Camera Shot Length in TV Commercials and their Memorability and Persuasiveness

James MacLachlan and Michael Logan

The speed with which viewers of TV commercials are bombarded with new camera shots has been increasing. In 1991 the average camera shot was on the screen for less than two seconds, only about half as long as in the early 1980s. Are the camera shots coming at viewers faster than they can assimilate them?

To put this possibility in context, this article will examine conventional wisdom from the film-making industry concerning appropriate shot lengths. Shot length is the time a camera shot stays on a scene before a cut is made to a camera viewing the same scene from a different position or to a camera on an entirely new scene. Shot length is not affected by the use of camera movement or zooms. Changes in average shot lengths in TV commercials from 1978 to 1991 will be documented and, in recent years, contrasted with the average shot lengths in the surrounding program material. Finally, we will examine the relationship between the number of shots and the persuasiveness and memorability of TV commercials.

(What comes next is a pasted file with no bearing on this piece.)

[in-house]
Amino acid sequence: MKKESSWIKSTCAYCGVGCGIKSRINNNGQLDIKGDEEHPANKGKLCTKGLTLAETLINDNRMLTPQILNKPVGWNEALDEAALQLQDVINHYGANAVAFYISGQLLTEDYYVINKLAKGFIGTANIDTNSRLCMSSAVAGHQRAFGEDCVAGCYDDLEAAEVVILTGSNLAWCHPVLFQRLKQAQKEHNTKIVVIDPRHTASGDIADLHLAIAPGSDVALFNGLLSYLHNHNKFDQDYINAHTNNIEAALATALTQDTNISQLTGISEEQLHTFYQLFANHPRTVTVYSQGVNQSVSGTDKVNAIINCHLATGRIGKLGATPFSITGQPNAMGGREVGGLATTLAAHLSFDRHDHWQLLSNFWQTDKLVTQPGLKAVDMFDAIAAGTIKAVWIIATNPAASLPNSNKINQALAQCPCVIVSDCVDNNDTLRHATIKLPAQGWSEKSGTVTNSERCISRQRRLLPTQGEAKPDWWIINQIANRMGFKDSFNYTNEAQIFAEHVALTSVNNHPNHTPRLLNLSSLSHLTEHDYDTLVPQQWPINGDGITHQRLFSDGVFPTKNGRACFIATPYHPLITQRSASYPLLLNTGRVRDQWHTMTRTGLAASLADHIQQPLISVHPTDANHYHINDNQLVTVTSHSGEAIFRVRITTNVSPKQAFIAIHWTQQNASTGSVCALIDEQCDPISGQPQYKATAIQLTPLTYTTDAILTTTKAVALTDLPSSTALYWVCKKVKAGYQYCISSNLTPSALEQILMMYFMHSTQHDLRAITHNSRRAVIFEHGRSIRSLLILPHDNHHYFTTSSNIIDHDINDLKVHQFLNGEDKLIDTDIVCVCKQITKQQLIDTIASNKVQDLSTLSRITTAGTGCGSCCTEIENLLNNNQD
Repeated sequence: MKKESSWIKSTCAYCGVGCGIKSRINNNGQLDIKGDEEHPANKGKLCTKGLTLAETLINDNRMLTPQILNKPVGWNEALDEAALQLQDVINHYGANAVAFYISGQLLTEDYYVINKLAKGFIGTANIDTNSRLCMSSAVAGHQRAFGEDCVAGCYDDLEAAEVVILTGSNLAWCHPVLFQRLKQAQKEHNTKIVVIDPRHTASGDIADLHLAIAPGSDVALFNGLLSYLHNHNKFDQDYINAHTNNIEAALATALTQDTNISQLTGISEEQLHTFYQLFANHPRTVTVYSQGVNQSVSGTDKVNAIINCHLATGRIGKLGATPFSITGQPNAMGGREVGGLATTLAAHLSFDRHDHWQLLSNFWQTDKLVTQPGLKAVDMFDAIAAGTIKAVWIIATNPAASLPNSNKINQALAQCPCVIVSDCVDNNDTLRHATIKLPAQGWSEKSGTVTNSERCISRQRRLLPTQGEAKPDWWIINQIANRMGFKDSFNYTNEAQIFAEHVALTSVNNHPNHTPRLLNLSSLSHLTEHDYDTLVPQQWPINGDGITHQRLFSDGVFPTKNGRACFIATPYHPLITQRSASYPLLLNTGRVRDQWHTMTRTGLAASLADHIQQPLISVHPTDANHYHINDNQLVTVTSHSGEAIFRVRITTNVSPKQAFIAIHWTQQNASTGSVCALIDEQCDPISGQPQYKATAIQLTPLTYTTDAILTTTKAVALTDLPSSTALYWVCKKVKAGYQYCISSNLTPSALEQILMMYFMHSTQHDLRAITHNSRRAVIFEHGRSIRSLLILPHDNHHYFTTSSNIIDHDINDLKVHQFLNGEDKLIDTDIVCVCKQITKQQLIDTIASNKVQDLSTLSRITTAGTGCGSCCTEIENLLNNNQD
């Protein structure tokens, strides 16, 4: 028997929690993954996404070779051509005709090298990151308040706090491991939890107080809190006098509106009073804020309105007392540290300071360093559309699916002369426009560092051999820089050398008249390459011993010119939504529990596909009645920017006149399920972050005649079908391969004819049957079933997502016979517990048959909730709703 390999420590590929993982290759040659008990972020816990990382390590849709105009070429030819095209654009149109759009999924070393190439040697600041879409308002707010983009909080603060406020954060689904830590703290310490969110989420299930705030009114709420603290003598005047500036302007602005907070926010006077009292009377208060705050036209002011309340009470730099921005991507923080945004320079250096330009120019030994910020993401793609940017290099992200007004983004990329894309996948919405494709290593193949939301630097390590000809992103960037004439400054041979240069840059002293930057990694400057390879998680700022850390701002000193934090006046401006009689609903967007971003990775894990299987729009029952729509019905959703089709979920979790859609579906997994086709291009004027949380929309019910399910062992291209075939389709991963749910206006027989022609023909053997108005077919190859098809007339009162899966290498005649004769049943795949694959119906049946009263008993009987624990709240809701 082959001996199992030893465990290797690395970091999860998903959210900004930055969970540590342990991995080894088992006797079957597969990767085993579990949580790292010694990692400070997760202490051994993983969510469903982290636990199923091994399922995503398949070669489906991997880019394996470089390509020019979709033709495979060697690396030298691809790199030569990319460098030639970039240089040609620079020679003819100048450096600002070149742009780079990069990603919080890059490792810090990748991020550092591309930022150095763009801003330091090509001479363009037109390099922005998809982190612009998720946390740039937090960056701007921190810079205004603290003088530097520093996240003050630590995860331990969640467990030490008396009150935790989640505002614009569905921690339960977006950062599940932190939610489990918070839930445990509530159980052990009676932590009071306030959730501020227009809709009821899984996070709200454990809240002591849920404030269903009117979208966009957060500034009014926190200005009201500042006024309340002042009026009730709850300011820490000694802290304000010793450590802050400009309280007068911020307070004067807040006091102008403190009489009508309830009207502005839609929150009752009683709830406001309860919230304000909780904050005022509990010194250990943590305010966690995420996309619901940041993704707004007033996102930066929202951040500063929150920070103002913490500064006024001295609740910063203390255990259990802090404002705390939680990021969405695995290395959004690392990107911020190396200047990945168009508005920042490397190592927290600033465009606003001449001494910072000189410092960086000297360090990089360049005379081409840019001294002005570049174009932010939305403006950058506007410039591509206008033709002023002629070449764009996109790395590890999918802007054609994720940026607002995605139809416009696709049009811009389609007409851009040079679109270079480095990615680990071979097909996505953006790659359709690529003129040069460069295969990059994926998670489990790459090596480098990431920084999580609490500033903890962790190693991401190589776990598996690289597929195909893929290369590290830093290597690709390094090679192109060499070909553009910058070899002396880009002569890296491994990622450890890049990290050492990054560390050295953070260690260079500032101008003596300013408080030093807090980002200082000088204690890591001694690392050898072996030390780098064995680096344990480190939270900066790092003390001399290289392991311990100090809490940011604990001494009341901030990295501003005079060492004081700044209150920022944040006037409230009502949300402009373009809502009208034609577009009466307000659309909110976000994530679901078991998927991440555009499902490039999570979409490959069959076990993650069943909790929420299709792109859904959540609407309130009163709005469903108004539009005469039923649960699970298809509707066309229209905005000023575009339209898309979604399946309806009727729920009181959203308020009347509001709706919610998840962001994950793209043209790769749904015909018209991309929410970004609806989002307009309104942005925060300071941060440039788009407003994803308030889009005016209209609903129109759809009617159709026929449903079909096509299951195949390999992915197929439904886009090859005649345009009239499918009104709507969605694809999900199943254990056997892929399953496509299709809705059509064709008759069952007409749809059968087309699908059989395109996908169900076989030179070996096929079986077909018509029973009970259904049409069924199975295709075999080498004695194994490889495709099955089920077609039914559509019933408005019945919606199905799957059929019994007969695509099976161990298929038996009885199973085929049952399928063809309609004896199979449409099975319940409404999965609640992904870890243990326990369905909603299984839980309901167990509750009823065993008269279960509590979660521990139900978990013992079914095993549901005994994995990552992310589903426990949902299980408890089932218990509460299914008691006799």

THE FILMMAKER'S VIEWPOINT